Excursion guidance criteria to guide control of peak emission and exposure to airborne engineered particles

McGarry, Peter, Morawska, Lidia, Knibbs, Luke D. and Morris, Howard (2013) Excursion guidance criteria to guide control of peak emission and exposure to airborne engineered particles. Journal of Occupational & Environmental Hygiene, 10 11: 640-651. doi:10.1080/15459624.2013.831987


Author McGarry, Peter
Morawska, Lidia
Knibbs, Luke D.
Morris, Howard
Title Excursion guidance criteria to guide control of peak emission and exposure to airborne engineered particles
Journal name Journal of Occupational & Environmental Hygiene   Check publisher's open access policy
ISSN 1545-9624
1545-9632
Publication date 2013-11
Sub-type Article (original research)
DOI 10.1080/15459624.2013.831987
Open Access Status
Volume 10
Issue 11
Start page 640
End page 651
Total pages 12
Place of publication Philadelphia, PA, United States
Publisher Taylor & Francis
Collection year 2014
Language eng
Formatted abstract
The overall aim of our research was to characterize airborne particles from selected nanotechnology processes and to utilize the data to develop and test quantitative particle concentration-based criteria that can be used to trigger an assessment of particle emission controls.

We investigated particle number concentration (PNC), particle mass (PM) concentration, count median diameter (CMD), alveolar deposited surface area, elemental composition, and morphology from sampling of aerosols arising from six nanotechnology processes. These included fibrous and non-fibrous particles, including carbon nanotubes (CNTs).

We adopted standard occupational hygiene principles in relation to controlling peak emission and exposures, as outlined by both Safe Work Australia, and the American Conference of Governmental Industrial Hygienists (ACGIH®). The results from the study were used to analyses peak and 30-minute averaged particle number and mass concentration values measured during the operation of the nanotechnology processes.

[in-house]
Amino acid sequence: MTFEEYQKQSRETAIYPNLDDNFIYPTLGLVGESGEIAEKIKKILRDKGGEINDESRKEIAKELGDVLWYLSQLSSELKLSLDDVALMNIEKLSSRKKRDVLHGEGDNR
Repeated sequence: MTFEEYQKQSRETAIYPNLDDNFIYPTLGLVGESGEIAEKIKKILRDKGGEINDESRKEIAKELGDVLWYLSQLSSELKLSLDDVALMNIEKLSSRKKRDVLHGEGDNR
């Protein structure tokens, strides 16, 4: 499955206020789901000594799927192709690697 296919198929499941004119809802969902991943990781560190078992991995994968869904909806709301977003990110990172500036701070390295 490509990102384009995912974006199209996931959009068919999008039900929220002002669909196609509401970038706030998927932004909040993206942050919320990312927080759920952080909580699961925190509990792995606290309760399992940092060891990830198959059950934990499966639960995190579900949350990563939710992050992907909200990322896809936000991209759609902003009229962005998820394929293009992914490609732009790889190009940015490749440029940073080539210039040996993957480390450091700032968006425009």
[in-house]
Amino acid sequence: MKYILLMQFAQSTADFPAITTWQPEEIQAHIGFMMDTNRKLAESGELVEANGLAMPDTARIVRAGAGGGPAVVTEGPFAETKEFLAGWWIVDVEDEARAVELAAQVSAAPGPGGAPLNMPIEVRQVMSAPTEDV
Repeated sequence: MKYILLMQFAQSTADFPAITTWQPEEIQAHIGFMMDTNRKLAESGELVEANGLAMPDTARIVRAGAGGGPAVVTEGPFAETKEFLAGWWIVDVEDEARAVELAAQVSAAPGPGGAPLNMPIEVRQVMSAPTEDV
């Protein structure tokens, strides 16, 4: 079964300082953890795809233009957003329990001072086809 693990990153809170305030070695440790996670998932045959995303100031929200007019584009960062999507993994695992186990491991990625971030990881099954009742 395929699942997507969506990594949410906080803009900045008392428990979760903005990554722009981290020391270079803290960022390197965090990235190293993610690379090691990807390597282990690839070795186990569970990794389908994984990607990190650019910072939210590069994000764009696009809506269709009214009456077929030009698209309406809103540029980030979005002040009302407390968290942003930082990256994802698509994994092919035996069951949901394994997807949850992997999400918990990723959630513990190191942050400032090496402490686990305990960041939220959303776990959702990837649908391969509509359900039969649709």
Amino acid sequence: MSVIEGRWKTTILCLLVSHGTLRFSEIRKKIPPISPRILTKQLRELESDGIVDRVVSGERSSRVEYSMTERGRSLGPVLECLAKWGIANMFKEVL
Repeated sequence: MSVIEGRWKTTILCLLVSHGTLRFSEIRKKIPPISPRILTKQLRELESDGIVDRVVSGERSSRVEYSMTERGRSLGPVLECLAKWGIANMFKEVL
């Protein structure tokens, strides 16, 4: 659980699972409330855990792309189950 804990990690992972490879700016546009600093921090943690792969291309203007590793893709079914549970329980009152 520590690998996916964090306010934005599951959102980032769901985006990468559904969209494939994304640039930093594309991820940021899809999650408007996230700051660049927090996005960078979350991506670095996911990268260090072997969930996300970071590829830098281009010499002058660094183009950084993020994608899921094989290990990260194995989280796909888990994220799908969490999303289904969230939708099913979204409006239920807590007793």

Analysis of peak (highest value recorded) and 30-minute averaged particle number and mass concentration values revealed: Peak PNC20–1000 nm emitted from the nanotechnology processes were up to three orders of magnitude greater than the local background particle concentration (LBPC). Peak PNC300–3000 nm was up to an order of magnitude greater, and PM2.5 concentrations up to four orders of magnitude greater. For three of these nanotechnology processes, the 30-minute average particle number and mass concentrations were also significantly different from the LBPC (p-value < 0.001).

We propose emission or exposure controls may need to be implemented or modified, or further assessment of the controls be undertaken, if concentrations exceed three times the LBPC, which is also used as the local particle reference value, for more than a total of 30 minutes during a workday, and/or if a single short-term measurement exceeds five times the local particle reference value. The use of these quantitative criteria, which we are terming the universal excursion guidance criteria, will account for the typical variation in LBPC and inaccuracy of instruments, while precautionary enough to highlight peaks in particle concentration likely to be associated with particle emission from the nanotechnology process. Recommendations on when to utilize local excursion guidance criteria are also provided.
Keyword Excursion guidance criteria
Engineered nanoparticle
Nanotechnology
Particle measurement
Tiered assessment
Local background particle concentration
Q-Index Code C1
Q-Index Status Confirmed Code
Institutional Status UQ

Document type: Journal Article
Sub-type: Article (original research)
Collections: Official 2014 Collection
School of Public Health Publications
 
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Created: Thu, 26 Sep 2013, 08:10:25 EST by Luke Knibbs on behalf of School of Public Health